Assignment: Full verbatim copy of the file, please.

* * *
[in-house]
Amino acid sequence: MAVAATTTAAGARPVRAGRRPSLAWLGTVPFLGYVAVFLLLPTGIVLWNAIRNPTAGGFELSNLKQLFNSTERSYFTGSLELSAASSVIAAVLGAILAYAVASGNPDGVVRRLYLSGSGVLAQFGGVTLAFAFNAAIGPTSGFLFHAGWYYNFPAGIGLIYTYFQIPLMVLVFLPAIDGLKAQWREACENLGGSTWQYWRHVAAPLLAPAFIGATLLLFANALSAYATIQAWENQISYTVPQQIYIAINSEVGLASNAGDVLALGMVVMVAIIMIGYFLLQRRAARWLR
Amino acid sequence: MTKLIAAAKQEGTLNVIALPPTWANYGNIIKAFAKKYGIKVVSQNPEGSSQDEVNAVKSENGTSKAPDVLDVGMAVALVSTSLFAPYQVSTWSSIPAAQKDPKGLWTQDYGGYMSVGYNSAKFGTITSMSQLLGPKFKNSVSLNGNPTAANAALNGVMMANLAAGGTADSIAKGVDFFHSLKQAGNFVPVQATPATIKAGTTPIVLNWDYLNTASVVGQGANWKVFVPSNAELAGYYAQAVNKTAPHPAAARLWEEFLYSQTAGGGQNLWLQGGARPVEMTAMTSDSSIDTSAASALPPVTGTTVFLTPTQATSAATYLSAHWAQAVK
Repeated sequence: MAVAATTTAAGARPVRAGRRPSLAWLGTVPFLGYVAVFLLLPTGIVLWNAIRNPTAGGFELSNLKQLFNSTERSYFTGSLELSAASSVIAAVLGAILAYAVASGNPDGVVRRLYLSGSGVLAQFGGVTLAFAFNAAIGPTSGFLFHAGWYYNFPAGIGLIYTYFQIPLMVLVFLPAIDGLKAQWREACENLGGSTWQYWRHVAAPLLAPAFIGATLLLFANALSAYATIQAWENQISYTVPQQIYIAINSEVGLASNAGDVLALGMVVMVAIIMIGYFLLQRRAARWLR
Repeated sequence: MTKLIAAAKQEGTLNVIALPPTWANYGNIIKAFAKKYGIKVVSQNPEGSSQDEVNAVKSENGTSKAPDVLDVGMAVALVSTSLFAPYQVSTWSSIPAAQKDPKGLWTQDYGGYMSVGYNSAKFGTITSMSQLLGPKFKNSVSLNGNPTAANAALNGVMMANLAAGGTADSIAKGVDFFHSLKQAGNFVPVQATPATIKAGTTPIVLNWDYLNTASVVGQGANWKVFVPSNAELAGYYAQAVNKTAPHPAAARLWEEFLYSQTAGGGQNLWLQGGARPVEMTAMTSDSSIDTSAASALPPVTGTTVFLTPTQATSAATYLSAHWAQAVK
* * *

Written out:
[in-house]
Amino acid sequence: MAVAATTTAAGARPVRAGRRPSLAWLGTVPFLGYVAVFLLLPTGIVLWNAIRNPTAGGFELSNLKQLFNSTERSYFTGSLELSAASSVIAAVLGAILAYAVASGNPDGVVRRLYLSGSGVLAQFGGVTLAFAFNAAIGPTSGFLFHAGWYYNFPAGIGLIYTYFQIPLMVLVFLPAIDGLKAQWREACENLGGSTWQYWRHVAAPLLAPAFIGATLLLFANALSAYATIQAWENQISYTVPQQIYIAINSEVGLASNAGDVLALGMVVMVAIIMIGYFLLQRRAARWLR
Amino acid sequence: MTKLIAAAKQEGTLNVIALPPTWANYGNIIKAFAKKYGIKVVSQNPEGSSQDEVNAVKSENGTSKAPDVLDVGMAVALVSTSLFAPYQVSTWSSIPAAQKDPKGLWTQDYGGYMSVGYNSAKFGTITSMSQLLGPKFKNSVSLNGNPTAANAALNGVMMANLAAGGTADSIAKGVDFFHSLKQAGNFVPVQATPATIKAGTTPIVLNWDYLNTASVVGQGANWKVFVPSNAELAGYYAQAVNKTAPHPAAARLWEEFLYSQTAGGGQNLWLQGGARPVEMTAMTSDSSIDTSAASALPPVTGTTVFLTPTQATSAATYLSAHWAQAVK
Repeated sequence: MAVAATTTAAGARPVRAGRRPSLAWLGTVPFLGYVAVFLLLPTGIVLWNAIRNPTAGGFELSNLKQLFNSTERSYFTGSLELSAASSVIAAVLGAILAYAVASGNPDGVVRRLYLSGSGVLAQFGGVTLAFAFNAAIGPTSGFLFHAGWYYNFPAGIGLIYTYFQIPLMVLVFLPAIDGLKAQWREACENLGGSTWQYWRHVAAPLLAPAFIGATLLLFANALSAYATIQAWENQISYTVPQQIYIAINSEVGLASNAGDVLALGMVVMVAIIMIGYFLLQRRAARWLR
Repeated sequence: MTKLIAAAKQEGTLNVIALPPTWANYGNIIKAFAKKYGIKVVSQNPEGSSQDEVNAVKSENGTSKAPDVLDVGMAVALVSTSLFAPYQVSTWSSIPAAQKDPKGLWTQDYGGYMSVGYNSAKFGTITSMSQLLGPKFKNSVSLNGNPTAANAALNGVMMANLAAGGTADSIAKGVDFFHSLKQAGNFVPVQATPATIKAGTTPIVLNWDYLNTASVVGQGANWKVFVPSNAELAGYYAQAVNKTAPHPAAARLWEEFLYSQTAGGGQNLWLQGGARPVEMTAMTSDSSIDTSAASALPPVTGTTVFLTPTQATSAATYLSAHWAQAVK